The picture above was taken circa 1870 of a house at 1804 Boston Turnpike, possibly by Edmund Kleespies who
lived there. It is very near the glassworks noted in the National Register documents in this section; and
is believed to be one of a row of 3 small houses owned in 1850 by Rufus B. Chamberlain and formerly occupied by
The building still exists today; and is one of the houses in the National Glass Historic District (the only
Glass District in the USA) and is the actual house behind which the Coventry Glass Works operated. It can be
found on the map at right, and which can be found in the reproduced National Register documents by clicking
Although the house is still there, the dam in front of it no longer is. The faint track is where Route 44
runs through today.
Our thanks to Connecticut author Barbara Thrall
Hambach, Mr. Kleespies' grand-daughter, for providing the picture to us. AND ALSO for providing a newspaper
interview with Mr. Kleespies shortly before his death, which you can access by
clicking Edmund Kleespies Interview.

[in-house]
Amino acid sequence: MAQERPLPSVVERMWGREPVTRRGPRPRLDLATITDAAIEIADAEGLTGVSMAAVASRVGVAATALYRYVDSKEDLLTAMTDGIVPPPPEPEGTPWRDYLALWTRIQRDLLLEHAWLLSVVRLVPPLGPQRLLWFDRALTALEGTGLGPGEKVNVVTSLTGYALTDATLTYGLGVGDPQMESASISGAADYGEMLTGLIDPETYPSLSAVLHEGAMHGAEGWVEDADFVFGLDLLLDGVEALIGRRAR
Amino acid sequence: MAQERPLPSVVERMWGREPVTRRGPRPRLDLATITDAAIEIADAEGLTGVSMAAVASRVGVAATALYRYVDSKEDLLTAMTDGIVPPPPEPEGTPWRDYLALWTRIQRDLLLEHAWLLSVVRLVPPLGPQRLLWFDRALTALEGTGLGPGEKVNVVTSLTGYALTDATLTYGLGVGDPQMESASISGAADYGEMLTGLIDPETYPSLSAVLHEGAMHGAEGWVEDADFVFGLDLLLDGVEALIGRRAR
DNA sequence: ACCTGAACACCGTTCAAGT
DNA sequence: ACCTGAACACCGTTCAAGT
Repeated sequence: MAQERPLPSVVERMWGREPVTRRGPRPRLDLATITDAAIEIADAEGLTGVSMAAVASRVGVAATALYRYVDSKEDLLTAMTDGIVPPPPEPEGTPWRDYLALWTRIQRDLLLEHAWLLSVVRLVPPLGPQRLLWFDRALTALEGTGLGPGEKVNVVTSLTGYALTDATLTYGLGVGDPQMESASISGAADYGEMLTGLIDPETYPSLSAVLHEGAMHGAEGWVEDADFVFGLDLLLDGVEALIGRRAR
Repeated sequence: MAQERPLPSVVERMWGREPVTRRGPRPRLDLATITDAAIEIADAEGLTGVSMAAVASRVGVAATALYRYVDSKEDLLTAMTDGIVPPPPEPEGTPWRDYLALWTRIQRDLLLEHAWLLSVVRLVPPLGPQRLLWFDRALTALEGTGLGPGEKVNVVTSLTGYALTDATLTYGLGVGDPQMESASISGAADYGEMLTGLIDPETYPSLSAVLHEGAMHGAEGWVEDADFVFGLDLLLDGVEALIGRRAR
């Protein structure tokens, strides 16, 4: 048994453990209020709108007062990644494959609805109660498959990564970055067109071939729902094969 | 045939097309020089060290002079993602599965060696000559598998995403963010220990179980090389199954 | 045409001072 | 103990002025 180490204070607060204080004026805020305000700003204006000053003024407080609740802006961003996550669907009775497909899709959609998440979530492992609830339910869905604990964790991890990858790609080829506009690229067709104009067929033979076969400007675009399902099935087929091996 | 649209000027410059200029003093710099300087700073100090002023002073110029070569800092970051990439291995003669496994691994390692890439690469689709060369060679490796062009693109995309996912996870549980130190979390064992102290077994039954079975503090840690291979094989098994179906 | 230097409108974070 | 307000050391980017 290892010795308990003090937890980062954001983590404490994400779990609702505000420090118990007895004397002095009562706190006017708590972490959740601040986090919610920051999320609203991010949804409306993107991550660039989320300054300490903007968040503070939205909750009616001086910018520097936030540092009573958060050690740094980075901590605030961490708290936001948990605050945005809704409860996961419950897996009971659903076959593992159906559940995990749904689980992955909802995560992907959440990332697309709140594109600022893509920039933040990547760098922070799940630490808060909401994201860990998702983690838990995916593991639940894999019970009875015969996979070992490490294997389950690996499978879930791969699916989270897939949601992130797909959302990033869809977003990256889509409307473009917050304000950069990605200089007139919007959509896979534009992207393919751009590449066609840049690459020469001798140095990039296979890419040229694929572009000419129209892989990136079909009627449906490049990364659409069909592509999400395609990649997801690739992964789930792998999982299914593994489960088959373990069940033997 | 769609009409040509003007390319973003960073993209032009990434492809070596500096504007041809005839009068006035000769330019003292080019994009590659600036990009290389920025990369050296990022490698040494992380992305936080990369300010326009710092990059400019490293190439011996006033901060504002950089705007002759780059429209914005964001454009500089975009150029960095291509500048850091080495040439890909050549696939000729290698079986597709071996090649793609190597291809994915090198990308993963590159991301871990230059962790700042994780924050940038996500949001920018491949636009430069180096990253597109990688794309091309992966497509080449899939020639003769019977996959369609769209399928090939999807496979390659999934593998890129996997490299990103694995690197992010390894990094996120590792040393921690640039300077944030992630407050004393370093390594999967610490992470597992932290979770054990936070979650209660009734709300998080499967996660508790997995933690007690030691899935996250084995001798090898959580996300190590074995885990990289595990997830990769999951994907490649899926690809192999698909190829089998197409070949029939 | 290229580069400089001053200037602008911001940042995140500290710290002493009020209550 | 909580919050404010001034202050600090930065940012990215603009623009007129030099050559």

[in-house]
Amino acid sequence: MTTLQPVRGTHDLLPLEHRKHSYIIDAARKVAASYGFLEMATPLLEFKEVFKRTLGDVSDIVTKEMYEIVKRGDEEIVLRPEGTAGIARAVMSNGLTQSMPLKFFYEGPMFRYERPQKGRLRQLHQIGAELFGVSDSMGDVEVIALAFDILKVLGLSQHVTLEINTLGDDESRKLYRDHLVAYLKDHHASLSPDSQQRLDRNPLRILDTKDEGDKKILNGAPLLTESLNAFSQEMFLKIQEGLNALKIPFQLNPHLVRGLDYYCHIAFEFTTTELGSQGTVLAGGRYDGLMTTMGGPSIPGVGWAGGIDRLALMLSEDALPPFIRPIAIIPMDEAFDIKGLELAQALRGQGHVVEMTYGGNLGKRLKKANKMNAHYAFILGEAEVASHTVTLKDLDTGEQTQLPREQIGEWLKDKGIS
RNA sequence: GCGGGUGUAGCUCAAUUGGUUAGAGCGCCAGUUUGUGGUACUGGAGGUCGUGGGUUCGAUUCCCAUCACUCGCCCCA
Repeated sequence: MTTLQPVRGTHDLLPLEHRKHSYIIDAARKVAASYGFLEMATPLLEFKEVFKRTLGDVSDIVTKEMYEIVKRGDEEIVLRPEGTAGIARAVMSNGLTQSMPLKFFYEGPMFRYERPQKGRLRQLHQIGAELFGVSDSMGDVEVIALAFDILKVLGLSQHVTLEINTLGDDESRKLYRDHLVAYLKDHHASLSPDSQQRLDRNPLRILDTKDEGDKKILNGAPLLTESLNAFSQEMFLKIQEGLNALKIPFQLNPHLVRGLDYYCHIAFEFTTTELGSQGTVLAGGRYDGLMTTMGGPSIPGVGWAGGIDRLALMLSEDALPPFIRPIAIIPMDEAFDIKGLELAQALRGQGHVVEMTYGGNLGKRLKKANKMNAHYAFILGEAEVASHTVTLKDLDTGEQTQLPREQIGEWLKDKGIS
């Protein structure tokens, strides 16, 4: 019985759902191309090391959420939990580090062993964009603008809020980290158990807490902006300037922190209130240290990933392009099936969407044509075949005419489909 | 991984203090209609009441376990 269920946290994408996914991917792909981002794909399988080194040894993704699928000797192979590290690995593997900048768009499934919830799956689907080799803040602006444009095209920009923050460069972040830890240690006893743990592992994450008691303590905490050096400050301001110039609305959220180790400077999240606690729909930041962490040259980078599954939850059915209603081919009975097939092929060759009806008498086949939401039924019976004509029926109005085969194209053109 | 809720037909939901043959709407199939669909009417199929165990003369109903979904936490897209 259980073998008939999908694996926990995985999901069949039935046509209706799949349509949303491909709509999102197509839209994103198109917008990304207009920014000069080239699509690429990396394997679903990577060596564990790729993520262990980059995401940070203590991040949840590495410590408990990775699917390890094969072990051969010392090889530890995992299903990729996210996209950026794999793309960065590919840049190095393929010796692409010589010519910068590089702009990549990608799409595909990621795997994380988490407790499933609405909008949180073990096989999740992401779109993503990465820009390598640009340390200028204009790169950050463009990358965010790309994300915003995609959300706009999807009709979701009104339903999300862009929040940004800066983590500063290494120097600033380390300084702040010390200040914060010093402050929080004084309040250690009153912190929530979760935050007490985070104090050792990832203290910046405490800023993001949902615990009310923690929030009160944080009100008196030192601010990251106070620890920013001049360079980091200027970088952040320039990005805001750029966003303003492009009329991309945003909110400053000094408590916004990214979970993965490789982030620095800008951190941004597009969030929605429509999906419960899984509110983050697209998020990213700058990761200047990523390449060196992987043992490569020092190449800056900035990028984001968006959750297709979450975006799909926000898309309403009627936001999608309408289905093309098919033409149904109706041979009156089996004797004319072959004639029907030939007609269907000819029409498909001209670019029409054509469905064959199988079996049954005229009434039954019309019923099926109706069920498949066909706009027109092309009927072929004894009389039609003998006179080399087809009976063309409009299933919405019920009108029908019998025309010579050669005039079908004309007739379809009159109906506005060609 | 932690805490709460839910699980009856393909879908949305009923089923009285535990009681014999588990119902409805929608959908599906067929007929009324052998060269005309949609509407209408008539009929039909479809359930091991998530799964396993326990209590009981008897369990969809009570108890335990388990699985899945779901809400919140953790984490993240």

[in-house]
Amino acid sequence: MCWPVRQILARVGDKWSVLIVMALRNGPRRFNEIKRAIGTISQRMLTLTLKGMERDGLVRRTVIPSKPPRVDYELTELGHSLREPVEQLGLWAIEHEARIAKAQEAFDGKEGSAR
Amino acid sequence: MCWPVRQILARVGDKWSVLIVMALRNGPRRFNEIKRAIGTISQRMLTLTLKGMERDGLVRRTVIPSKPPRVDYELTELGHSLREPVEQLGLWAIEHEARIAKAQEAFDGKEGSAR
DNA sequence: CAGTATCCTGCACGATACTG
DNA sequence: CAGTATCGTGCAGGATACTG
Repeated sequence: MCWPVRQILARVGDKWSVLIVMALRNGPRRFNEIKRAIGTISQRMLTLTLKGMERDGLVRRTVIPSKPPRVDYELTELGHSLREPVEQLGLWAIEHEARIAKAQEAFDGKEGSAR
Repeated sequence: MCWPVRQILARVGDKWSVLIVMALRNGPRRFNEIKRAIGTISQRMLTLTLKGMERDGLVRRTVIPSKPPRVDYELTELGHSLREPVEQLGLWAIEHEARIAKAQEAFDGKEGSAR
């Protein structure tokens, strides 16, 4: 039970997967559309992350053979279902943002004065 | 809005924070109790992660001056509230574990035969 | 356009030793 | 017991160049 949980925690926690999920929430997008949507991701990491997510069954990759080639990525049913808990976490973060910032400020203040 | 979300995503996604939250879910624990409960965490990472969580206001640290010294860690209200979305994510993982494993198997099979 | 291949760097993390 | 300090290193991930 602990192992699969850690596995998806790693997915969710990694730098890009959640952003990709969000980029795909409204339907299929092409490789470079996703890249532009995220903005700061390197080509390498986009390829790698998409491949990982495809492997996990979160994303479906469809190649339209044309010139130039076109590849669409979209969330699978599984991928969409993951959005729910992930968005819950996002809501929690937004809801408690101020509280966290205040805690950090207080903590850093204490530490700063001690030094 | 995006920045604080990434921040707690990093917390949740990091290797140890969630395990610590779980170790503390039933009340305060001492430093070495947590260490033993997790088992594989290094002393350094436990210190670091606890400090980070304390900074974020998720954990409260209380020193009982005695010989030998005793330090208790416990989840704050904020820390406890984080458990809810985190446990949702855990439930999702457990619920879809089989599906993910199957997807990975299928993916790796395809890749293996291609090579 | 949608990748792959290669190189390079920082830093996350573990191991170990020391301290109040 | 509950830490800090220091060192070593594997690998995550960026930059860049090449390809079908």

Note by Glass Museum President Noel Tomas: The factory site remains relatively untouched underground,
waiting to be excavated and examined. The Museum would like to acquire the house and property if its availability
works out and our institution can obtain funds to accomplish either its purchase or its preservation through
another means. The site acquisition and preservation are strongly supported by both the past and present CT
State Archeologists and by the Friends of the Office of State Archaeology (FOSA) which supports them. The
property and structures are the key site for which the National Register named the area the National Historic
Glass Factory District.